Just Say Know
by Ken Bresler
The Vocabula Review, January 2003
A simple way to improve your writing is to avoid using nominalizations. A nominalization is a device of grammar that turns verbs into nouns. For example, the nominalization “give consideration to” can and should be “consider.” “Make provision for” can and should be “provide.”
I can think of seven reasons to avoid nominalizations.
- Many nominalizations sound pretentious. If you use them, you could sound pretentious. Instead of “I have made mention,” you can say, “I mentioned.”
- Nominalizations use more words and syllables than necessary, and therefore slow down the comprehension of your readers or listeners.
Words Syllables make a determination 3 7 determine 1 3
- If you have limited space or time — for example, your speech cannot run past 8 1/2 minutes; your legal brief cannot be longer than 24 pages; or your website content has to fit into a 2-by-4-inch column — recasting nominalizations into single-word verbs is a painless way to meet constraints.
- Nominalizations dilute the power of your sentences. If you write “give permission to,” only one of three words matters: “permission.” The rest of the phrase is filler. If, however, you use the verb “permit,” you have a tighter sentence.
- Nominalizations violate a principle of good writing: use strong verbs. In the nominalization “make payment of,” the verb “make” is weak. It is especially weak compared to the word you could use, “pay.”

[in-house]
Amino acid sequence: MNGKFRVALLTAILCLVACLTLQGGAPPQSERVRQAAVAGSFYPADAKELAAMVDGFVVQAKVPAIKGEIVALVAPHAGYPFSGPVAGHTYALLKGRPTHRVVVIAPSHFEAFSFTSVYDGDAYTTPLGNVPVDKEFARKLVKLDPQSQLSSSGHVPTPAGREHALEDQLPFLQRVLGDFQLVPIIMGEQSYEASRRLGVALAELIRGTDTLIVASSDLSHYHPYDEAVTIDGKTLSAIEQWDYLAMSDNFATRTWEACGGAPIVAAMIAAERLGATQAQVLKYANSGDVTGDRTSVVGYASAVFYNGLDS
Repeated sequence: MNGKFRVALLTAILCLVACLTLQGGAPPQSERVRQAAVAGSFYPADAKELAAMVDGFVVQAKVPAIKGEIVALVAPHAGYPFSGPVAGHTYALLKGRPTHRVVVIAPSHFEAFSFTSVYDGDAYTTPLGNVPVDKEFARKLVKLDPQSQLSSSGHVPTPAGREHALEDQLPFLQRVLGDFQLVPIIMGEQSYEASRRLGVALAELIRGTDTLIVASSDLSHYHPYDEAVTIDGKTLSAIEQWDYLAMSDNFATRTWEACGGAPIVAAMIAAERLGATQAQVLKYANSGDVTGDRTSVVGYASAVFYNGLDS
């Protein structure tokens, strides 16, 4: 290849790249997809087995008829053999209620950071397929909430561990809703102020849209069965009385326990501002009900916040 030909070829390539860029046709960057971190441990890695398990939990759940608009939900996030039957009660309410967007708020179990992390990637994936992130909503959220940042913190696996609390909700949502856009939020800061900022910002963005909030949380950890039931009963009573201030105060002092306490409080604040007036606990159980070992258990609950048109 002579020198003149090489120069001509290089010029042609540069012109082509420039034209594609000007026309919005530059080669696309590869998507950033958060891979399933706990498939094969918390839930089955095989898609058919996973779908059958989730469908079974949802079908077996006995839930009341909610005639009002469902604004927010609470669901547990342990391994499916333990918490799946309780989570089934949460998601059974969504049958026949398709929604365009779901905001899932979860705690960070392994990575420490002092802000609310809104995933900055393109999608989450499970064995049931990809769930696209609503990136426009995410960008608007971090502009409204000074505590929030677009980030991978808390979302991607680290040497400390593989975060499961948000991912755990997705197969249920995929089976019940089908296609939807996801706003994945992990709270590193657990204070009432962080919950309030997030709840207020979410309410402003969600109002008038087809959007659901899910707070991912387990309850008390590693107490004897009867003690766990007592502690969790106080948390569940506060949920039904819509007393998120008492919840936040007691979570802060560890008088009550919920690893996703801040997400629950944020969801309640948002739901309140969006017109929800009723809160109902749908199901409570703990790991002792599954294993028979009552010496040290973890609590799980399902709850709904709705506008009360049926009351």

Which phrase is stronger: “pay me” or “make payment to me”?
- Nominalizations violate another principle of good writing: verbs are easier to understand than nouns. Comparison is a concept. Compare is an act. It is easier to imagine a person comparing things than making a comparison of them.
- Nominalizations can leave out important information. Consider, for example, “I provided an assessment.” It is a complete sentence. It can stand alone. But what is it that you assessed? It might not matter, but then again, it could matter a lot.
If you wrote, “I assessed,” you feel impelled to fill in what comes next. You almost have to identify what you assessed, which can be important.
Here are some common nominalizations and substitutes you can use.
|Instead of||Try using|
|cause damage to||damage [as a verb]|
|cause embarrassment to||embarrass|
|cause harm to||harm [as a verb]|
|cause injury to||injure|
|cause irreparable harm to||harm irreparably|
|cause irreparable injury to||injure irreparably|
|give advice to||advise|
|give consent||consent [as a verb]|
|give consideration to||consider|
|give notice to||notify or tell|
|give notification to||notify or tell|
|give permission to/for||permit [as a verb]|
|have an objection||object [as a verb]|
|have control of/over||control [as a verb]|
|have hope||hope [as a verb]|
|have knowledge of||know|
|have need of||need|
|have the appearance of||appear|
|make a concession||concede|
|make a confession||confess|
|make a contribution||contribute|
|make a decision||decide|
|make a determination||determine|
|make a distinction||distinguish|
|make a finding||find|
|make an addition||add|
|make an assumption||assume|
|make an objection||object [as a verb]|
|make an observation||observe|
|make application to||apply|
|make a promise||promise [as a verb]|
|make a suggestion||suggest|
|make changes||change [as a verb]|
|make mention of||mention|
|make use of||use|
|provide a comparison||compare|